Delaware North, established in 1915 by the Jacob brothers to sell popcorn and peanuts at theater concession stands in Buffalo, N.Y., soon expanded into selling food at ballparks. The company (still owned by the Jacobs family) has grown into a food service and hospitality company that operates worldwide, with some 55,000 employees and annual revenue of more than $2 billion. Jeremy Jacobs, the current chairman and CEO, owns the Boston Bruins of the NHL, and Delaware North owns their home stadium. The main About Us page (“Who We Are”) is here.
OVERALL GRADE: B plus
Products/Services: B plus
The text on the Delaware North About Us pages is excellent, and the images are abundant and well chosen. Together they present a great overview of the company’s products and services. One detail needs attention: navigation and links. Our Commandment 7 of About Us pages is “Keep navigation easy.” The menus and submenus on the Delaware North site aren’t always clear: the drop-down menu for Who We Are shows the company’s operating divisions, but gives no indication that clicking on “Who We Are” will take visitors to a page whose submenus include Company History, Family Leadership, Company Executives, Vision and Mission, and Awards. Links between pages should also be added. For example, on Who We Are, “100th anniversary” should have a link to Company History. “GuestPath” should be linked to the page dedicated to it.
Incidentally, linking content makes it easier for those who create and maintain the site to spot content that’s inconsistent. In Delaware North’s case, the philosophy on the main About Us page (“One company. One brand. One vision”) isn’t repeated on What We Value or Vision and Mission. The main About Us page says the company has seven divisions, but What We Do has only six subheads, and the “Who We Are” drop-down menu has nine.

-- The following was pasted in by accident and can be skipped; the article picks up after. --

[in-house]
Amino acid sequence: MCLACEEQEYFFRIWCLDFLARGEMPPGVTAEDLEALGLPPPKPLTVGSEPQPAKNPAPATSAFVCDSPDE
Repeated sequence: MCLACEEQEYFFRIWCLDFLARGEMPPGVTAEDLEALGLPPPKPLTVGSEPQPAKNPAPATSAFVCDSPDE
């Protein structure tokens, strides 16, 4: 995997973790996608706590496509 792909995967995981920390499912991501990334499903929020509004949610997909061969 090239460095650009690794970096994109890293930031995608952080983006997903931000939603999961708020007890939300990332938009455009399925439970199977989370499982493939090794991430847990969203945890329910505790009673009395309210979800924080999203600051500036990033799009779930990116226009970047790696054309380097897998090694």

Personality: A minus
Delaware North’s Family Leadership page features photos of the members of the second and third generations of the Jacobs family, with information on their corporate responsibilities as well as their qualifications. Well done, but there are some missed opportunities here. We glimpsed, somewhere, an anecdote that in 1930, Louis Jacobs personally delivered a sizeable refund check to the owner of the Detroit Tigers because Jacobs decided the contract had unduly benefited Delaware North. On a second visit to the site, we couldn’t find this anecdote – only a slightly different version in an untitled PDF. Why not feature such examples from the company history more prominently – on the Company History page and elsewhere - as a way to demonstrate its long-standing commitment to honesty and integrity?
A pleasant touch on the Company History page: the company name has its own little box that tells a corporate citizenship story (“The name ‘Delaware North’ hearkens back to the company's previous location at the corner of Delaware Avenue and North Street in Buffalo, N.Y. Once Delaware North outgrew the facilities, Jeremy Jacobs donated the historic mansion that once housed executive offices to the University at Buffalo School of Management”).
The Timeline, always an opportunity for smart graphics, could be so much better. It calls itself interactive, but it’s basically a batch of photos (attractive) with type that’s in graphic format (uncopyable) and thus hard to read. The only navigation tool is a set of arrows, and there’s no way to smoothly scroll from decade to decade.
The Contact page offers emails for doing business with Delaware North, a link to the Jobs Section, a phone hotline, and finally, an online form for less urgent inquiries. These options are adequate, but it wouldn’t hurt to repeat (or at least give links to) the information that appears on the contact pages for the company’s separate operating divisions: Gaming, Sportservice, and so on.
Especially in a family-owned business, who you were drives who you are. Don’t miss the chance to include quotations or anecdotes from the company history that illustrate your guiding principles.
Does your Web site’s “About Us” section accurately convey your organization’s history and capabilities? Every two weeks we evaluate one example, grading it in three areas that are key to potential customers: Personality (Who are you?), Products/Services (What can you do for us?), and Accessibility (How can we reach you?). To talk about your About Us page, contact us!
Today’s example was chosen at random; CorporateHistory.net has no ties to this company.